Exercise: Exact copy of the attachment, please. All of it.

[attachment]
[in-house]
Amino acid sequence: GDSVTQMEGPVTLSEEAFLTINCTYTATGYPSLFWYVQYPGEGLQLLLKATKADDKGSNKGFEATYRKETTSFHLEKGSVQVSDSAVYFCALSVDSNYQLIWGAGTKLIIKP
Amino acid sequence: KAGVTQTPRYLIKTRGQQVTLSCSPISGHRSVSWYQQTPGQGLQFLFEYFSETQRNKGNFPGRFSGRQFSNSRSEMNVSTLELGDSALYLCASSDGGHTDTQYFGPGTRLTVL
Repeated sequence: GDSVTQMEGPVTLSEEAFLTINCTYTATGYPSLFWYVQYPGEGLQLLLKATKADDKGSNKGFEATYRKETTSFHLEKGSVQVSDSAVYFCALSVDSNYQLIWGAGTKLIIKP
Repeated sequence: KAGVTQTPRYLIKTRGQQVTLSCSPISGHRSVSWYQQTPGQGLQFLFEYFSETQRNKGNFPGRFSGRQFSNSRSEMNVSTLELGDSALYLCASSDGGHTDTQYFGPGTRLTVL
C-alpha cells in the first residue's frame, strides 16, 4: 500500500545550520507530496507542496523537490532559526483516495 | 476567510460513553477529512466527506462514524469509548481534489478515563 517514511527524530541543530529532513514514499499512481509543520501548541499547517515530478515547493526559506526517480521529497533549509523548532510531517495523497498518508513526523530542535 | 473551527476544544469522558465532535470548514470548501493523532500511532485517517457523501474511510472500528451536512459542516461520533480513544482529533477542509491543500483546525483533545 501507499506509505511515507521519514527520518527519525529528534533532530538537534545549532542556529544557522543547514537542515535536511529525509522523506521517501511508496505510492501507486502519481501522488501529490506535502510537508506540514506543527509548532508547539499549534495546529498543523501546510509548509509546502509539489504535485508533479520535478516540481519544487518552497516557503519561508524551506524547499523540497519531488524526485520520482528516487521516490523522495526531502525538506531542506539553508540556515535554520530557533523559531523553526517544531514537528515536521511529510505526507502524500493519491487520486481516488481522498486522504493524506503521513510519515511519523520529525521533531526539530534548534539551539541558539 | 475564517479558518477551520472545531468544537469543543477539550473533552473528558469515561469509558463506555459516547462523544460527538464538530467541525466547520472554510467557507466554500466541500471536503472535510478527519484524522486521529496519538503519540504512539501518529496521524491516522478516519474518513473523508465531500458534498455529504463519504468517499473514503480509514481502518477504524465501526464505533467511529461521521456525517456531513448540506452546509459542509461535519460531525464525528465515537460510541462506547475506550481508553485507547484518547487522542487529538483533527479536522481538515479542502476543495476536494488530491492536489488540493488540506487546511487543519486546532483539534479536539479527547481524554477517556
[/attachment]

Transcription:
[in-house]
Amino acid sequence: GDSVTQMEGPVTLSEEAFLTINCTYTATGYPSLFWYVQYPGEGLQLLLKATKADDKGSNKGFEATYRKETTSFHLEKGSVQVSDSAVYFCALSVDSNYQLIWGAGTKLIIKP
Amino acid sequence: KAGVTQTPRYLIKTRGQQVTLSCSPISGHRSVSWYQQTPGQGLQFLFEYFSETQRNKGNFPGRFSGRQFSNSRSEMNVSTLELGDSALYLCASSDGGHTDTQYFGPGTRLTVL
Repeated sequence: GDSVTQMEGPVTLSEEAFLTINCTYTATGYPSLFWYVQYPGEGLQLLLKATKADDKGSNKGFEATYRKETTSFHLEKGSVQVSDSAVYFCALSVDSNYQLIWGAGTKLIIKP
Repeated sequence: KAGVTQTPRYLIKTRGQQVTLSCSPISGHRSVSWYQQTPGQGLQFLFEYFSETQRNKGNFPGRFSGRQFSNSRSEMNVSTLELGDSALYLCASSDGGHTDTQYFGPGTRLTVL
C-alpha cells in the first residue's frame, strides 16, 4: 500500500545550520507530496507542496523537490532559526483516495 | 476567510460513553477529512466527506462514524469509548481534489478515563 517514511527524530541543530529532513514514499499512481509543520501548541499547517515530478515547493526559506526517480521529497533549509523548532510531517495523497498518508513526523530542535 | 473551527476544544469522558465532535470548514470548501493523532500511532485517517457523501474511510472500528451536512459542516461520533480513544482529533477542509491543500483546525483533545 501507499506509505511515507521519514527520518527519525529528534533532530538537534545549532542556529544557522543547514537542515535536511529525509522523506521517501511508496505510492501507486502519481501522488501529490506535502510537508506540514506543527509548532508547539499549534495546529498543523501546510509548509509546502509539489504535485508533479520535478516540481519544487518552497516557503519561508524551506524547499523540497519531488524526485520520482528516487521516490523522495526531502525538506531542506539553508540556515535554520530557533523559531523553526517544531514537528515536521511529510505526507502524500493519491487520486481516488481522498486522504493524506503521513510519515511519523520529525521533531526539530534548534539551539541558539 | 475564517479558518477551520472545531468544537469543543477539550473533552473528558469515561469509558463506555459516547462523544460527538464538530467541525466547520472554510467557507466554500466541500471536503472535510478527519484524522486521529496519538503519540504512539501518529496521524491516522478516519474518513473523508465531500458534498455529504463519504468517499473514503480509514481502518477504524465501526464505533467511529461521521456525517456531513448540506452546509459542509461535519460531525464525528465515537460510541462506547475506550481508553485507547484518547487522542487529538483533527479536522481538515479542502476543495476536494488530491492536489488540493488540506487546511487543519486546532483539534479536539479527547481524554477517556